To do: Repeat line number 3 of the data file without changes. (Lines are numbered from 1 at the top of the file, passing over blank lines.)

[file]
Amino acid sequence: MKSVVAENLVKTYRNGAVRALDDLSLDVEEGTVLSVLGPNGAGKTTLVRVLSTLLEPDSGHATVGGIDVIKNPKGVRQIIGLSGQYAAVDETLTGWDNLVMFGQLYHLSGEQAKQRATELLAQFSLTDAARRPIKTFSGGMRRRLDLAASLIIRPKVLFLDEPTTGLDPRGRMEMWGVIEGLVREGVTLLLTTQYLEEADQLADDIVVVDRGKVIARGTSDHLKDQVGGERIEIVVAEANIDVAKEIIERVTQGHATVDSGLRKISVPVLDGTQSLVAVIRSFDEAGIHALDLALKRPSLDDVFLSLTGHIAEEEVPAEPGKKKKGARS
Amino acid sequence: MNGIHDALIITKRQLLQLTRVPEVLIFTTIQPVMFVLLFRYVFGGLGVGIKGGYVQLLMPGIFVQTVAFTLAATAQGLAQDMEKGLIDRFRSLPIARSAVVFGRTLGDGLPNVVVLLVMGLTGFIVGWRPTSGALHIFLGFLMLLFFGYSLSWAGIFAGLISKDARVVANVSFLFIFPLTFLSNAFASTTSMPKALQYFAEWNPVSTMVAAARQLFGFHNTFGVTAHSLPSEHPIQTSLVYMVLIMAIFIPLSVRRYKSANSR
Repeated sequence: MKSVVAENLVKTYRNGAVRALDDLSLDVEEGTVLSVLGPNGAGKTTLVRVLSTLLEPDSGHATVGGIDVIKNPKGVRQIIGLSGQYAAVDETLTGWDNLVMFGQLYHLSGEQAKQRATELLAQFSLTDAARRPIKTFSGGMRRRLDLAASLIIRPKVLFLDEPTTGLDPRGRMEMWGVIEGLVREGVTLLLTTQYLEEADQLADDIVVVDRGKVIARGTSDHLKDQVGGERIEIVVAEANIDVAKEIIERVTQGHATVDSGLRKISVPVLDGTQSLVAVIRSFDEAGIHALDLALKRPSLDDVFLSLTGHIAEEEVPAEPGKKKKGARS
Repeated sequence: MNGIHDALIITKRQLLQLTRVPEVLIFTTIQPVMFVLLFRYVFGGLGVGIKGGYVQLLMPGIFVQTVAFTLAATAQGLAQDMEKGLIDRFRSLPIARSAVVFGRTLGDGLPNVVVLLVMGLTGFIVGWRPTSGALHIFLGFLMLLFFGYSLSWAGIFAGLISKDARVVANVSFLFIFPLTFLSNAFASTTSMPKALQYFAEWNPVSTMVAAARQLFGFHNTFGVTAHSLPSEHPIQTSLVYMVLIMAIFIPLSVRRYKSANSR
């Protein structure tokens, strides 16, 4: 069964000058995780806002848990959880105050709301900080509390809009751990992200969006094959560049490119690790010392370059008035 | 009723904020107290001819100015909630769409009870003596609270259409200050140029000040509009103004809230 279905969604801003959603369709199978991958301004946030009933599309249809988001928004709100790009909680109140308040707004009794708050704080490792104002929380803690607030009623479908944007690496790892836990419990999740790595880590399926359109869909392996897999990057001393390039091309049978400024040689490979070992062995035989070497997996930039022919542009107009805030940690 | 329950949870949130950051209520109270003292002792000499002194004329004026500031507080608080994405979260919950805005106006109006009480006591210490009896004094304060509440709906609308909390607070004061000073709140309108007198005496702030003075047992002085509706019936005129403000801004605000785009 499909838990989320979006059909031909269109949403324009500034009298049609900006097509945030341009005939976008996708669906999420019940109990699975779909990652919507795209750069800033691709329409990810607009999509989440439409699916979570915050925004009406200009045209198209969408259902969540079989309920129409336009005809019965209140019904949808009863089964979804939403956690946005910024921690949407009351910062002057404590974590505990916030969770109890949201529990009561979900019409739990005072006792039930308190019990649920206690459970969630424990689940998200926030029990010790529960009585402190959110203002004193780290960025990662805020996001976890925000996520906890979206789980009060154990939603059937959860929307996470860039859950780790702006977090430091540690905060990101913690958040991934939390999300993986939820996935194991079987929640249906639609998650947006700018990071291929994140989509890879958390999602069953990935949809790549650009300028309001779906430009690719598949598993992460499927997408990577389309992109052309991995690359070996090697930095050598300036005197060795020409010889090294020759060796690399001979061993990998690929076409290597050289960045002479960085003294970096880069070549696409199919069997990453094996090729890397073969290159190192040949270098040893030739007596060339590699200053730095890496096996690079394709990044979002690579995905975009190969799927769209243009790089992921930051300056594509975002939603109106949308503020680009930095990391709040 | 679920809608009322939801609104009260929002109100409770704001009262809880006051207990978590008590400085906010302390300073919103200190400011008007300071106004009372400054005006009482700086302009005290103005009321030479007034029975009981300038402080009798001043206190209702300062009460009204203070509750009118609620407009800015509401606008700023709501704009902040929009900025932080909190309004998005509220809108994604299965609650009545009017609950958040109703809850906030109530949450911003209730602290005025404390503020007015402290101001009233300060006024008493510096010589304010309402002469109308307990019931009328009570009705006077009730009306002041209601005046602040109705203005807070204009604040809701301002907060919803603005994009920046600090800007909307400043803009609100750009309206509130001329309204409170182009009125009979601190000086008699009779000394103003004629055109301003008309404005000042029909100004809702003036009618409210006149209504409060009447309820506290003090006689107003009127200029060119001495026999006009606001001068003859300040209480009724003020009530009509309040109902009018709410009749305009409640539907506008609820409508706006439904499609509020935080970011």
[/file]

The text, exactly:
Repeated sequence: MKSVVAENLVKTYRNGAVRALDDLSLDVEEGTVLSVLGPNGAGKTTLVRVLSTLLEPDSGHATVGGIDVIKNPKGVRQIIGLSGQYAAVDETLTGWDNLVMFGQLYHLSGEQAKQRATELLAQFSLTDAARRPIKTFSGGMRRRLDLAASLIIRPKVLFLDEPTTGLDPRGRMEMWGVIEGLVREGVTLLLTTQYLEEADQLADDIVVVDRGKVIARGTSDHLKDQVGGERIEIVVAEANIDVAKEIIERVTQGHATVDSGLRKISVPVLDGTQSLVAVIRSFDEAGIHALDLALKRPSLDDVFLSLTGHIAEEEVPAEPGKKKKGARS